Academic journal article Journal of Environmental Health

Regulation of Food Hygiene in New Zealand

Academic journal article Journal of Environmental Health

Regulation of Food Hygiene in New Zealand

Article excerpt

Editor's Note: After seeking information from NEHA on how food protection is approached in the United States, Rodney Giddens kindly accepted our request to provide us with similar information on New Zealand. Qualified in public health inspection since 1968, Mr. Giddens has pursued his career in the metropolitan and rural communities in New Zealand in various capacities. He is Editor of the New Journal of Environmental Health, a quarterly publication of the New Zealand Institute of Environmental Health.

The New Zealand public health system has been the subject of restructuring for 10 years and there is no end in sight.

The current status of food hygiene is that the Food Hygiene Regulations 1974 continue in force for the time being. The legislative advisors are committed to replacing the 1974 regulations, which concentrate on the construction of the food preparation environment, with completely new and revolutionary regulations that focus on the safety of the food itself.

The review document "Safe and Sound" prepared by a steering group on food hygiene has put forward recommendations for change that have been accepted in principle. The recommendations include:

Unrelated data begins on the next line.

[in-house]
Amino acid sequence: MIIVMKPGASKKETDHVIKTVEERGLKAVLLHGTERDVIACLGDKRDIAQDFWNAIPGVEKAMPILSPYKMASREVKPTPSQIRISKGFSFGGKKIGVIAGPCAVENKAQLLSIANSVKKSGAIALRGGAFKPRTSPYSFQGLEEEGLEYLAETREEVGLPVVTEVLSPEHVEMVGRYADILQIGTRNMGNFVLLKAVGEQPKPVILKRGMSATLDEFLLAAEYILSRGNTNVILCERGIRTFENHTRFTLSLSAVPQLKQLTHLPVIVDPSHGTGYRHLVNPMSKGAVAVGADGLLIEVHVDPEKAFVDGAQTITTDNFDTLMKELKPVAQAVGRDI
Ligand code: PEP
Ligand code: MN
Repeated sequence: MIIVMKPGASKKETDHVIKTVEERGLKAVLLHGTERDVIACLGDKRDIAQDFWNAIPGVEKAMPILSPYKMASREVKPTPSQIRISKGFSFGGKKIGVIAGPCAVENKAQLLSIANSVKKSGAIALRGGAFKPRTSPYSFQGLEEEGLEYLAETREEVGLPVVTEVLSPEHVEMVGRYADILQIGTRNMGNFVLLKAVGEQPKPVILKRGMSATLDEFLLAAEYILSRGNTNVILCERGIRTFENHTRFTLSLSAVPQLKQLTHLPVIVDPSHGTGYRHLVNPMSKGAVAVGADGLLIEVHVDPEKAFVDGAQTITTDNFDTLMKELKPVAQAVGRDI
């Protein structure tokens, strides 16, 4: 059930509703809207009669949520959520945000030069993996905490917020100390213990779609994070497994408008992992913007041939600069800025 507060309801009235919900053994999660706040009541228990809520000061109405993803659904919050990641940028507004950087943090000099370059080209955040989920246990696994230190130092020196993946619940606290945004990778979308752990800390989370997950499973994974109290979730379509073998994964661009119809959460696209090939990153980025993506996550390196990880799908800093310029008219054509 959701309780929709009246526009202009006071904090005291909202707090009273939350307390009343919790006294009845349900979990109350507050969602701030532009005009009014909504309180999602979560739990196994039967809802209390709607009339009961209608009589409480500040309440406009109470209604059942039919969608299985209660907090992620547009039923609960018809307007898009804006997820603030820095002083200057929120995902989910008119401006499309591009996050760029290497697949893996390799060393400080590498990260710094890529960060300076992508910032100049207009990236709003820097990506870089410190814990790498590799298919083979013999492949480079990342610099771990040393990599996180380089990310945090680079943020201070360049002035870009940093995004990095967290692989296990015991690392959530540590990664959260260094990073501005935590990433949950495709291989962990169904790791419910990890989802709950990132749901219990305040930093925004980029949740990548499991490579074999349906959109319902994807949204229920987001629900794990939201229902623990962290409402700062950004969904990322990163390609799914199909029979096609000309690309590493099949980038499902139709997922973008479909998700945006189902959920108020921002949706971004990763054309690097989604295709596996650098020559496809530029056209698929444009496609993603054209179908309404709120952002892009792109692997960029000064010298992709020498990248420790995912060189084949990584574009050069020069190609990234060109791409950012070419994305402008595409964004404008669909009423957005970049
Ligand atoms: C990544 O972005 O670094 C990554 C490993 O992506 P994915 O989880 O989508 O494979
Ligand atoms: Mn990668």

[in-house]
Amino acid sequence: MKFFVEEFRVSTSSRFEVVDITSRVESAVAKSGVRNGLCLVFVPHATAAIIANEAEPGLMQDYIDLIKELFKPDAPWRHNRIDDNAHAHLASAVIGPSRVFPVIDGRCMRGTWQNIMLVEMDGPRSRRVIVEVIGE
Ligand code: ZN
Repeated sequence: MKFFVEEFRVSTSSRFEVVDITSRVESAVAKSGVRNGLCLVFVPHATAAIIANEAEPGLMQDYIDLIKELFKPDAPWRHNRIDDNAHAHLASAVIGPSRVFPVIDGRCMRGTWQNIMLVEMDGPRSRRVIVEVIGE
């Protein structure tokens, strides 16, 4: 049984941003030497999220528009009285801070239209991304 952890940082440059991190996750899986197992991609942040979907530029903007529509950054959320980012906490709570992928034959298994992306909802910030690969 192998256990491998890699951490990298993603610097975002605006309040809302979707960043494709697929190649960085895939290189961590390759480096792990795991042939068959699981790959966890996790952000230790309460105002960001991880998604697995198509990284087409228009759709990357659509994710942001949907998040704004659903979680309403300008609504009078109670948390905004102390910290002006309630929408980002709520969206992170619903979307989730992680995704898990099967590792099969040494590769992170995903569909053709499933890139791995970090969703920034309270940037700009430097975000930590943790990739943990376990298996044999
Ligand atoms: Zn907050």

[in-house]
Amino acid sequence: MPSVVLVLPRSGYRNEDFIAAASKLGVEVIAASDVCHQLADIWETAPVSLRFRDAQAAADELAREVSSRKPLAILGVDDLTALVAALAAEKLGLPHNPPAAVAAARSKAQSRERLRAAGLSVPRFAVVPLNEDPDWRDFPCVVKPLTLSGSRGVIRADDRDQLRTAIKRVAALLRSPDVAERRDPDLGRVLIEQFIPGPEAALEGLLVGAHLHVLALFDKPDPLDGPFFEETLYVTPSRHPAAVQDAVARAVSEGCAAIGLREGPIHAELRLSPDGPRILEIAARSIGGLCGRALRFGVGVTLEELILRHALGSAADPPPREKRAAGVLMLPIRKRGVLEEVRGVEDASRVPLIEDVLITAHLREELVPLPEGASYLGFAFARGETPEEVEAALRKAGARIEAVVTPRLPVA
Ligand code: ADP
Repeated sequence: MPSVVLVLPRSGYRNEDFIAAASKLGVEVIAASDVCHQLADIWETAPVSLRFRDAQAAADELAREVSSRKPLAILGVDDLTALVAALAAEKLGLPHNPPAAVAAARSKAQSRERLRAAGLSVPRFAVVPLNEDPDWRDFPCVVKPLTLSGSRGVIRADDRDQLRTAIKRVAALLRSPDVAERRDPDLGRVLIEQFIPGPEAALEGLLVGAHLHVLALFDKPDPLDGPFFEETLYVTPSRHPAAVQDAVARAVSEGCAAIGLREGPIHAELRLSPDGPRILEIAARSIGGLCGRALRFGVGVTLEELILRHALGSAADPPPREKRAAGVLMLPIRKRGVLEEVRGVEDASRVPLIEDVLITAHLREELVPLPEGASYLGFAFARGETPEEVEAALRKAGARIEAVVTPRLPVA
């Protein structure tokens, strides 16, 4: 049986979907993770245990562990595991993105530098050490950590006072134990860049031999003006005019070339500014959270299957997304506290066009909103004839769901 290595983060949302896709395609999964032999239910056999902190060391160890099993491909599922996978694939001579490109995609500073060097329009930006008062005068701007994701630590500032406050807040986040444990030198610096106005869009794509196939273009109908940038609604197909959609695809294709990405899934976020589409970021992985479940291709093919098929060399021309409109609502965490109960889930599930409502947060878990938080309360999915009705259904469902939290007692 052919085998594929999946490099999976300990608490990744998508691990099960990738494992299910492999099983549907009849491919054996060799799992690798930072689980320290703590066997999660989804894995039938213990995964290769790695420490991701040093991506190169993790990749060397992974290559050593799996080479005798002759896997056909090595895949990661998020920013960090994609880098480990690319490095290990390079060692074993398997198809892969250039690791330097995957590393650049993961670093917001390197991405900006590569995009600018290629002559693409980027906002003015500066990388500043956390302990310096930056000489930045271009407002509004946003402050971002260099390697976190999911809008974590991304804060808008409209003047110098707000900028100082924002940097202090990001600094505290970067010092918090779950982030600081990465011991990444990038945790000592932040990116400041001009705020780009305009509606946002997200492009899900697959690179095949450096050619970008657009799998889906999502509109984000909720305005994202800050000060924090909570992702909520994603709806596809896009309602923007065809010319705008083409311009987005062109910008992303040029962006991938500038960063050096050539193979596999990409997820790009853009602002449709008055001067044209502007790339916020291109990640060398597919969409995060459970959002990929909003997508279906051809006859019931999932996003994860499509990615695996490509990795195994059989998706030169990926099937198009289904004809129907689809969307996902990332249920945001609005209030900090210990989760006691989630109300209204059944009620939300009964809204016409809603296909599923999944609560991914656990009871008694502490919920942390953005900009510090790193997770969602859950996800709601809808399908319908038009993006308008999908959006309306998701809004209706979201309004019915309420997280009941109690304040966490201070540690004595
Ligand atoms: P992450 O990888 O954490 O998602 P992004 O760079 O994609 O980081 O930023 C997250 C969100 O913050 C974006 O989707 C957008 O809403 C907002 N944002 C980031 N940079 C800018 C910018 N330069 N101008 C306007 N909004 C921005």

* Regulations should directly target food safety,

* Matters that do not impact on food safety should not be included.

* The licensing authority will not be required to carry out inspections of food premises for compliance with the regulations.

* Food proprietors will be required to produce and register a food safety program

* Food operators will be required to employ food auditors to check their food safety procedures.

* The role of the licensing authority will be to ensure that industry has measures in place for food safety.

The likely changes are, therefore, twofold: abandoning the prescriptive style of regulation for a food safety regime based on self compliance, and creating the licensing agency and independent auditors that will oversee this regime.

This fits well with the present political desire for deregulation and the removal of government intervention (and the associated costs) in the affairs of citizens and business. At the same time, the necessary minimum safeguards for public health will be retained.

The changes are also promoted as being necessary to reduce the incidence of food poisoning which has been increasing steadily over the last 10 years. There will be implications for health officers who are at present struggling within a framework scathingly described in a recent issue of New Zealand' s Consumer magazine, under the heading "What's Wrong with the Food? …

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